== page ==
But for now, it’s a good feeling. Winter is (pretty much) over; spring is here. The only thing that bothers me is that I have to go to work tomorrow. At least I’m on my way home by 2:10, so I can keep up with the full slate of day games (seven 1:05 EST starts) if I so choose. Still, most people aren’t so lucky; if you’re one of them, feel free to head on over to Baseball Truth and sign the petition to make Opening Day a national holiday.
Anyhow, with the first pitch almost here, it seemed like as good a time and place as any to bust out something I’ve been hiding on my hard drive for a few weeks now: a list of the best Opening Day moments in baseball history (several of them came from the list on the Hall of Fame web site). With any luck, we’ll see something amazing in the next twenty-four hours; until then, check out my list after the jump.
Bob Feller’s no-hitter (April 16, 1940)
The only Opening Day no-no in baseball history, Feller’s feat was impressive considering his age (21), time since he had last pitched (two days), the weather (35 degrees), and the final score (1-0).
George Bell’s three-homer game (April 4, 1988)
The first of a trio of players to homer three times on the first day of the season, all of Bell’s blasts came against Royals right-hander Bret Saberhagen, including a two-run drive in the fourth that gave Toronto a 3-2 lead.
Karl “Tuffy” Rhodes’ three-homer game (April 4, 1994)
Rhodes started the season off with a bang, slapping Dwight Gooden around with three solo clouts, but finished the year with only eight homeruns. Six of them came in April, including five in two games: Opening Day and April 28.
Dmitri Young’s three-homer game (April 4, 2005)
Three players have enjoyed three-homerun games on Opening Day; only Young victimized more than one pitcher, hitting his first two off Jose Lima and the third off Mike MacDougal. Also, pay close attention to the date: apparently, if you want to go deep three times on Opening Day, it has to take place on April 4.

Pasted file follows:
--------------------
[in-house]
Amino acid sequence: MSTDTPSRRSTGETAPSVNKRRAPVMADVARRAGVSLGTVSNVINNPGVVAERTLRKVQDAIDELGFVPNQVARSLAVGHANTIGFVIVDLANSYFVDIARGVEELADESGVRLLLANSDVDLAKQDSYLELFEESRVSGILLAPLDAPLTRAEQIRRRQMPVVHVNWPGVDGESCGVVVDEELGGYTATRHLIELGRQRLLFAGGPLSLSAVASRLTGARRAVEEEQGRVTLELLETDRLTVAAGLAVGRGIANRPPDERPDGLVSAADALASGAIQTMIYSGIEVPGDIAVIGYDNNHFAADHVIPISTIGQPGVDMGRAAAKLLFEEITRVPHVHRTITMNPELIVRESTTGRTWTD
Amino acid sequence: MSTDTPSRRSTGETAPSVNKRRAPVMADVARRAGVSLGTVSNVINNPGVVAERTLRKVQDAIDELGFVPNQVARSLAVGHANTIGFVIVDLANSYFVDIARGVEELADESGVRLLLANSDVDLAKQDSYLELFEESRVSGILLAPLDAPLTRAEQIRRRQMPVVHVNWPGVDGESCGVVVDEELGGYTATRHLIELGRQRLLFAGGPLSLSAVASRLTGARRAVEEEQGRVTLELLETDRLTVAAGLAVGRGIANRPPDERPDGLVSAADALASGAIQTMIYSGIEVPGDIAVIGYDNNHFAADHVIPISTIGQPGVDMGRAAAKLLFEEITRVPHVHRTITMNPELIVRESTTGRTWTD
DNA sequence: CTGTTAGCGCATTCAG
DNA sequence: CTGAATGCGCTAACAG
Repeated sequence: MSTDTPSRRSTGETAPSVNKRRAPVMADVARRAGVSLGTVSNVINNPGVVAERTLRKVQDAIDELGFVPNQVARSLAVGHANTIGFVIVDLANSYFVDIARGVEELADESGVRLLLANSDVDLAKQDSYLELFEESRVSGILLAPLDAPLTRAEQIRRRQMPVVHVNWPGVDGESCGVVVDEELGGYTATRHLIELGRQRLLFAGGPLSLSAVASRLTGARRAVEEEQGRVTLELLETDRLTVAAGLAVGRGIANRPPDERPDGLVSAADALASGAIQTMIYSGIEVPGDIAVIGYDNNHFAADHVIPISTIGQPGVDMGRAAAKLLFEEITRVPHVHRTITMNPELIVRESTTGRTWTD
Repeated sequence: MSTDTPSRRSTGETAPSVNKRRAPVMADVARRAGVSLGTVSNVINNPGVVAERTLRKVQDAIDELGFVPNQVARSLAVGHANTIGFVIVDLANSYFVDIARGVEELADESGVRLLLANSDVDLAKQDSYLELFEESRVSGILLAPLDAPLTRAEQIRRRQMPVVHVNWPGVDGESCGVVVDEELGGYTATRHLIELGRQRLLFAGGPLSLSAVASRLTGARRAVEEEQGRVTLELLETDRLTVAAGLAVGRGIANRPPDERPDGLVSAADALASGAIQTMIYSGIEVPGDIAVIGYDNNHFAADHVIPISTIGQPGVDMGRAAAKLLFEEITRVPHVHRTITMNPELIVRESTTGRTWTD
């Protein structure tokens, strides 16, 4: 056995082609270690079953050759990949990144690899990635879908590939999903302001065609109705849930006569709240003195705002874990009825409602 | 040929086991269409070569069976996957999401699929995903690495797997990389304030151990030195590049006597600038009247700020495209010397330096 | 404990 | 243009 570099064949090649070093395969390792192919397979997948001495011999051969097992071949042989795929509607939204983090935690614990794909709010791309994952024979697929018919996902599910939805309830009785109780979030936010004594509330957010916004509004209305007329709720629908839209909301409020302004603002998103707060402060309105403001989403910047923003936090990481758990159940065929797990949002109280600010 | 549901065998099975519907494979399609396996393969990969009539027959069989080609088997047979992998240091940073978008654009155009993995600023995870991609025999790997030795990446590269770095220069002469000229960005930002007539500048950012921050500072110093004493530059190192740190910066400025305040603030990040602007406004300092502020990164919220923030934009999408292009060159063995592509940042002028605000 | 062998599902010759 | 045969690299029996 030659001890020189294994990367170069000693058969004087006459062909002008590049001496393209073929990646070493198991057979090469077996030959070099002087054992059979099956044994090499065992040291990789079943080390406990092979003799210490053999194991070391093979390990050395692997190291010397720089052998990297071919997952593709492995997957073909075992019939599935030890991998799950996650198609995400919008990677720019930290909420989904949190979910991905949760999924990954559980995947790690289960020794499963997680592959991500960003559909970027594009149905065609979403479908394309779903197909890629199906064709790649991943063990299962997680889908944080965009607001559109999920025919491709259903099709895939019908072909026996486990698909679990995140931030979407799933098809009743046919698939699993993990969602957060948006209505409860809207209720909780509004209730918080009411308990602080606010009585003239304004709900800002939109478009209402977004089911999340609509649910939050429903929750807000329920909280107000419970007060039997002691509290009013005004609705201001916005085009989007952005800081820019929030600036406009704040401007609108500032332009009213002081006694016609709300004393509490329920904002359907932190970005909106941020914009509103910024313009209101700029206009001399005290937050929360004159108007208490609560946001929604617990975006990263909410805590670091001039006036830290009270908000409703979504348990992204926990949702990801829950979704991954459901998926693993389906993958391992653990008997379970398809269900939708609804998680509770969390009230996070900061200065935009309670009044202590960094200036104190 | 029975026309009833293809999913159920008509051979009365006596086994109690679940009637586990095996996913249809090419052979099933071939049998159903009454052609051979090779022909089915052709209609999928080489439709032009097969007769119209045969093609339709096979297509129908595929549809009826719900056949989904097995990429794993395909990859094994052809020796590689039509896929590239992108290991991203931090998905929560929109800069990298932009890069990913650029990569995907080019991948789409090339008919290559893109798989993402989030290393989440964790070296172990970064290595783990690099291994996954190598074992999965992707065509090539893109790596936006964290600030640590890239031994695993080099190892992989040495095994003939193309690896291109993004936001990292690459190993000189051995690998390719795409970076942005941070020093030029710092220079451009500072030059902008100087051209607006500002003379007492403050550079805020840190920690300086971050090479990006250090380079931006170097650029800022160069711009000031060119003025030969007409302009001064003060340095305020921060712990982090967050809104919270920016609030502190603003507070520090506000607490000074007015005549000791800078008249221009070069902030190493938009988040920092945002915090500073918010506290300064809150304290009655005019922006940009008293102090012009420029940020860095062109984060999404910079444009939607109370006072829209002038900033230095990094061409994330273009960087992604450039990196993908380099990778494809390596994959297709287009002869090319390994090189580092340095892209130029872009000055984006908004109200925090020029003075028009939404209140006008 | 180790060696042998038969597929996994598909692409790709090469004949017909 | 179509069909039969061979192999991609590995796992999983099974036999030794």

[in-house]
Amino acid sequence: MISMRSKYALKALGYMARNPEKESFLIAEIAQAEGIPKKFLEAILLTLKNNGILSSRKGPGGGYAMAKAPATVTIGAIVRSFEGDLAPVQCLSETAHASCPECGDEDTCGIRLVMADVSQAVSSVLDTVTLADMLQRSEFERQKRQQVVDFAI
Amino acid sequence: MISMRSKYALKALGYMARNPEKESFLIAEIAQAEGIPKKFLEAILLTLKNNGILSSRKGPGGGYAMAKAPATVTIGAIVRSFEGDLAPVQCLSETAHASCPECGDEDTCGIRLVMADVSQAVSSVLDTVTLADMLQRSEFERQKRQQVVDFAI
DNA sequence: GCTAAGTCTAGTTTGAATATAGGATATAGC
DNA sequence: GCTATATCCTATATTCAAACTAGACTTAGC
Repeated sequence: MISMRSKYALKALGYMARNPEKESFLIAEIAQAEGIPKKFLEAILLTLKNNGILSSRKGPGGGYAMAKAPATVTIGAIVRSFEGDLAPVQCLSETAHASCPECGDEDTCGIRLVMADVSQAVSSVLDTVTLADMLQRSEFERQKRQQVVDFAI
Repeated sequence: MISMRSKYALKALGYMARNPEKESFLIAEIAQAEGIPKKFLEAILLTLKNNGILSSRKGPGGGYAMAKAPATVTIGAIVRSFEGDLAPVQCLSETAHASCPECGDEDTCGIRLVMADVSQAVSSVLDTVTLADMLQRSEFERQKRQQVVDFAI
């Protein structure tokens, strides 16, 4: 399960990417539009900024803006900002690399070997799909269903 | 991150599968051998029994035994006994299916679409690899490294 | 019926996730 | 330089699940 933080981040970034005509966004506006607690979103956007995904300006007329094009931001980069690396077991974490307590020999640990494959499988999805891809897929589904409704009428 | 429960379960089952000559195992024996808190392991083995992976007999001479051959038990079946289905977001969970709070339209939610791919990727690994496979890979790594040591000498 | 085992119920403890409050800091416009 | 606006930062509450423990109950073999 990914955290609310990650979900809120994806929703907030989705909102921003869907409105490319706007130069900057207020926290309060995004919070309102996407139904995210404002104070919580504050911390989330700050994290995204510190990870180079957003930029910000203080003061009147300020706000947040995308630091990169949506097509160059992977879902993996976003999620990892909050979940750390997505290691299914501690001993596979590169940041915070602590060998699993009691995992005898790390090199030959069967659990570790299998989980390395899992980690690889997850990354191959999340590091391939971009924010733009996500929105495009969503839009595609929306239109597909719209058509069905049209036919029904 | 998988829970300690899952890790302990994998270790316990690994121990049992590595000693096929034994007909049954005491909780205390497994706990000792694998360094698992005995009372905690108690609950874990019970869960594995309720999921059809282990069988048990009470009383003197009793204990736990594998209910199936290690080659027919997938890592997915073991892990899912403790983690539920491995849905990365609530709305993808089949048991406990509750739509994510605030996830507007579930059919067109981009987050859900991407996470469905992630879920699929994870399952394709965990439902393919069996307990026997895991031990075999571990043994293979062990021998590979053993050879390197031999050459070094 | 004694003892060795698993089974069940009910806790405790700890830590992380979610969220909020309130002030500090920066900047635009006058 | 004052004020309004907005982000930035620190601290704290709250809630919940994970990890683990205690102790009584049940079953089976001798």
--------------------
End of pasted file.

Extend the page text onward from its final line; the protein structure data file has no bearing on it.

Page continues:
Hank Aaron’s 714th career homeruns (April 4, 1974)
Speaking of April 4…Aaron went into 1974 knowing that his next homerun would be the biggest of his career. He didn’t waste any time getting it, taking Reds pitcher Jack Billingham deep for the historic three-run shot in the top of the first inning.
Dwight Evans’ homerun on the first pitch of Opening Day (April 7, 1986)
Every player wants to get the season off to a good start; it’s hard to do better than Red Sox outfielder Dwight Evans, who homered on the first pitch of the year from Tigers pitcher Jack Morris.
Frank Robinson’s homerun in his first game as the major league’s first African-American manager (April 8, 1974)
Lots of homeruns on this list. Robinson’s might have been the coolest not only because of the historical meaning but because he was totally pissed off when he hit it. I’m gonna let Robinson tell it: “[Yankees pitcher] Doc Medich got me 0-2, then threw a bastard slider that I barely fouled off…I thought, ‘This sonofabitch is trying to strike me out on three pitches on my day. He’s trying to embarrass me.’” Next thing you know – boom goes the dynamite.
The Tigers stage a miracle ninth-inning comeback (April 25, 1901)
Trailing 13-4 entering the ninth inning, the Tigers came roaring back with ten runs in the bottom half of the inning to win, 14-13.